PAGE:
3. Pepper Bread,

    I think you are right that a way of thinking is insultingly bad, but I think you’ve misunderstood Brownfemipower’s point.

    She isn’t arguing from a single case to a general policy of not calling the police. That’s would be pretty bad. Rather, at least as I read her, she’s relating a telling example of what poor minorities encounter all the time. If you look at her language, it is clear that she takes the example to be typical, I think.

  4. Yes. I take BFP’s point to be one about the effects of systematic neglect by the police. It seems perfectly reasonable to me that for some people in some circumstances, calling the police would cease to seem worth doing. In fact, with enough systematic neglect evidence would strongly be against the thought that the police would help– and it would be irrational to think that they might.

  5. I have an article on the question of oppositional secrets in Hypatia 2005. I address whether it is simply a moral conflict or an epistemological conflict.

  6. Not just happening in poor black communities in the USA. I know someone (white, middle-class, living in a nice area) who was followed home from the bar where she works and raped in her house on Christmas Eve. When the police arrived, they found a small amount of cannabis lying on the table, and arrested her for possession.

  7. What a horrible story, Monkey. And somehow it isn’t at all reassuring to know that such cases are not only the result of US race and class biases!

  8. Wow. In the first place it isn’t just a race issue, it is an issue of the middle class (of all races) intentionally ignoring anything that does not contribute to their lives. The police NEVER come to the projects, believe me, I lived in them for 34 years, the white middle class cares about noone but their own group. It is only a question of where you live and how much money you have, and how much you contribute to the oppression of the poor. It isn’t that the person in teh next apartment didn’t care, many factors come into play such as being used to hearing things like that every single day of your life, you no longer notice, then there is the fact that no middle class police person (of any color) wants poor people to be safe, remember this is a capitalist country where people are blamed for being poor even when they are necessarily forced into poverty by the middle class, then there is the fact that is she called, she would also get hurt, we don’t have the luxury of protection in this country, that is a luxury given only to those with money.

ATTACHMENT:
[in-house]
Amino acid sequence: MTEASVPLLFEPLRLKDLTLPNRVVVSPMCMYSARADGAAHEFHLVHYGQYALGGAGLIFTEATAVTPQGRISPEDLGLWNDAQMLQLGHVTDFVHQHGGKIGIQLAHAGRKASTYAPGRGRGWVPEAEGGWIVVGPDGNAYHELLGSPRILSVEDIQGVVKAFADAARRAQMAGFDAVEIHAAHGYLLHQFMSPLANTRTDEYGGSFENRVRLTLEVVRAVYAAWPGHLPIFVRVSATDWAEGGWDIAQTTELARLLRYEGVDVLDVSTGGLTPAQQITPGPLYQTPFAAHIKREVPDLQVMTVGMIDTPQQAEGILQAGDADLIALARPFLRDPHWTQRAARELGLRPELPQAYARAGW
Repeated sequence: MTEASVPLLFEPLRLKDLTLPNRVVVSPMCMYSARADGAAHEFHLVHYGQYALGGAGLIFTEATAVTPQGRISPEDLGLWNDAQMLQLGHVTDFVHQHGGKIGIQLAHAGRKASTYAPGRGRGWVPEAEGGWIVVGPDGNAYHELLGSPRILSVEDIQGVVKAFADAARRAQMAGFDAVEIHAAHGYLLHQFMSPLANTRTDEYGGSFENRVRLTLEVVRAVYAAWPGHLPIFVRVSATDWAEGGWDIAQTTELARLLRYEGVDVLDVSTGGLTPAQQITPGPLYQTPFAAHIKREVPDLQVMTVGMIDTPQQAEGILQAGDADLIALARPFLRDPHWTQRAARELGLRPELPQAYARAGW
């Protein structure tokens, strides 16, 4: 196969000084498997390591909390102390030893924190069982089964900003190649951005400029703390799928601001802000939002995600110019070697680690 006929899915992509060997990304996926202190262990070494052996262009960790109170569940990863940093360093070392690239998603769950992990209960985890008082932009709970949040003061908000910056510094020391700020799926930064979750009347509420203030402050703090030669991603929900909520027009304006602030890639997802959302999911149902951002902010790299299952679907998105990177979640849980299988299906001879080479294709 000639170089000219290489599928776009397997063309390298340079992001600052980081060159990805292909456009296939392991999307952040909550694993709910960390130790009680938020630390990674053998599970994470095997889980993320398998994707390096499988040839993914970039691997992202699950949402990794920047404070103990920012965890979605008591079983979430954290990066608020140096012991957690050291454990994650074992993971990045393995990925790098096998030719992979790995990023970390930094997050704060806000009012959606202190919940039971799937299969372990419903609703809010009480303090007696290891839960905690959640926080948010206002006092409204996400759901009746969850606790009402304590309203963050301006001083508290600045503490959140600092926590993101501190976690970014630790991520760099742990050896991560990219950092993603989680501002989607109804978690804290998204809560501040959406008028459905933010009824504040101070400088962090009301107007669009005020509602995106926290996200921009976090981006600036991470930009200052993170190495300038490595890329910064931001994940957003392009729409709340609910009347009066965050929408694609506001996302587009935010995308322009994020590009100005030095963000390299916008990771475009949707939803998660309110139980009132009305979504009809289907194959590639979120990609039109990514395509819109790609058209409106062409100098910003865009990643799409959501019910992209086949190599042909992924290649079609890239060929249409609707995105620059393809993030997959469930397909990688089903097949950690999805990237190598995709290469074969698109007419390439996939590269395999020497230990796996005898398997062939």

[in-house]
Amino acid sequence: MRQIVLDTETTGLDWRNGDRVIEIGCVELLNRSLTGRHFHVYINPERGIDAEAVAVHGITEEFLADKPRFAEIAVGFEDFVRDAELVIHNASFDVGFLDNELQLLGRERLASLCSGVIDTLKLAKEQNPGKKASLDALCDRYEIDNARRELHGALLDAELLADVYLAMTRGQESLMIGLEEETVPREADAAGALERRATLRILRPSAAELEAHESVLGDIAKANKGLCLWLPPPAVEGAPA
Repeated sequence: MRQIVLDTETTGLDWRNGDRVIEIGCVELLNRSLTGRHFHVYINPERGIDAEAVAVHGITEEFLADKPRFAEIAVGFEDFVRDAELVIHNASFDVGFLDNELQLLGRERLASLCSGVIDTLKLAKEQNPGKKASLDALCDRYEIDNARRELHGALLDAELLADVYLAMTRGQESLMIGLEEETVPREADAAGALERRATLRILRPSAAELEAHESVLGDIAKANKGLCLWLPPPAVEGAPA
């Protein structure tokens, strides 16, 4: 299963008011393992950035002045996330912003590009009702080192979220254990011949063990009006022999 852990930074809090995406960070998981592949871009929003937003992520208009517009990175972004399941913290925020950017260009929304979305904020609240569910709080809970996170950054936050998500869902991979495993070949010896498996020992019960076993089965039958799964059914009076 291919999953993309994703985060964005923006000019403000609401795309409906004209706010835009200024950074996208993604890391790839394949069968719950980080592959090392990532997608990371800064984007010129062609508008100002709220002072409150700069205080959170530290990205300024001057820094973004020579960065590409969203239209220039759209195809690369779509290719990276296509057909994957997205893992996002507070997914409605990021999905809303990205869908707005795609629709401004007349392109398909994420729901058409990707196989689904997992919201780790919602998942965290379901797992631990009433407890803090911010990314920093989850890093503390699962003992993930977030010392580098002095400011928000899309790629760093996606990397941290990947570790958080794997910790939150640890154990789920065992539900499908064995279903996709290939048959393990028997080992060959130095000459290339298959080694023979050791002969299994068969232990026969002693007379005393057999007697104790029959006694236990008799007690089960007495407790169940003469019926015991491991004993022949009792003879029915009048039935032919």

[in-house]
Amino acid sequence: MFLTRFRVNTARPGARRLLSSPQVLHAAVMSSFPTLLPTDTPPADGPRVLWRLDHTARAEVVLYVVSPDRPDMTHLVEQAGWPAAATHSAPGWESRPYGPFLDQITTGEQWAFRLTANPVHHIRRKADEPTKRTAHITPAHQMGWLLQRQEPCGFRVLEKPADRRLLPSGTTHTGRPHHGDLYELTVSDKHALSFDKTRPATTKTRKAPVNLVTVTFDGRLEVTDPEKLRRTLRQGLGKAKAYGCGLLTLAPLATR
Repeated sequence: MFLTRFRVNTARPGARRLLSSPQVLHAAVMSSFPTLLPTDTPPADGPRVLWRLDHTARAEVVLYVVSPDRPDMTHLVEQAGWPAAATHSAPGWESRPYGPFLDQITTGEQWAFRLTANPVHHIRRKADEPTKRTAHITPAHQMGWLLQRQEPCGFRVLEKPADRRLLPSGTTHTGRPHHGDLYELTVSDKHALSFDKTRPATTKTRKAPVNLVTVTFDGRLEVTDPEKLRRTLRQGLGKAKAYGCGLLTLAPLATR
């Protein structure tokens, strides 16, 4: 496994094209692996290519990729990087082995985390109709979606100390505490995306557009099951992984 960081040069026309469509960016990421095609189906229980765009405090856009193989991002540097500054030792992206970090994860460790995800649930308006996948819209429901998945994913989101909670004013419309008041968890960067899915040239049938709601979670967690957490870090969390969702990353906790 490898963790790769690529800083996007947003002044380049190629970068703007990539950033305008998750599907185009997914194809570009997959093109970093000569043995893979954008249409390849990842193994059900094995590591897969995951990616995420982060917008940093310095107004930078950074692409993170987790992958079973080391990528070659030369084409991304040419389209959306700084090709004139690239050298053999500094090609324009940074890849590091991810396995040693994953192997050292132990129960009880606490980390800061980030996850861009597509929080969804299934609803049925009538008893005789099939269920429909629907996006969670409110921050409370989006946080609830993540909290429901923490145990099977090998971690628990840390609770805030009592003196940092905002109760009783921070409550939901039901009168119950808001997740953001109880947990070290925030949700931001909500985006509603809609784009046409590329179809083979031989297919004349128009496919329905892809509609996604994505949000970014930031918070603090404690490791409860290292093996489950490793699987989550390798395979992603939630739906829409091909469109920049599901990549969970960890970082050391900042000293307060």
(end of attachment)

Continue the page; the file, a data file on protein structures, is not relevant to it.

The intentional epistemic ignorance that pervades the middle class necessarily results in harming others for the sake of keeping what they have.
    Even if you get to academia there is so much segregation that is based on SES that it is very hard to get anywhere.
    Housing segregation also plays into this, if housing wasn’t segregated by social class things of this nature wouldn’t ever happen.
    As usual the people who cause this won’t be held responsible, they can just enjoy all their luxuries such as heat, food, medicine, safety, protection, ad nauseum.

  9. …I’ll use your example in my english 120 essay tomorrow, hope you don’t mind.

  10. Great post, Jender. I found it when I was looking for a follow up story on another old post that came up today.

    So it’s called Standpoint Theory. I will definitely be looking into some more of that. Even though I’m still only in about 40% agreement with MacKinnon’s statements here, I’m still looking forward to reading more of her work too.

    My deepest sympathies for the victims. Most people never really recover after an attack like that. I hope they were at least given every opportunity humanly possible to aid their healing.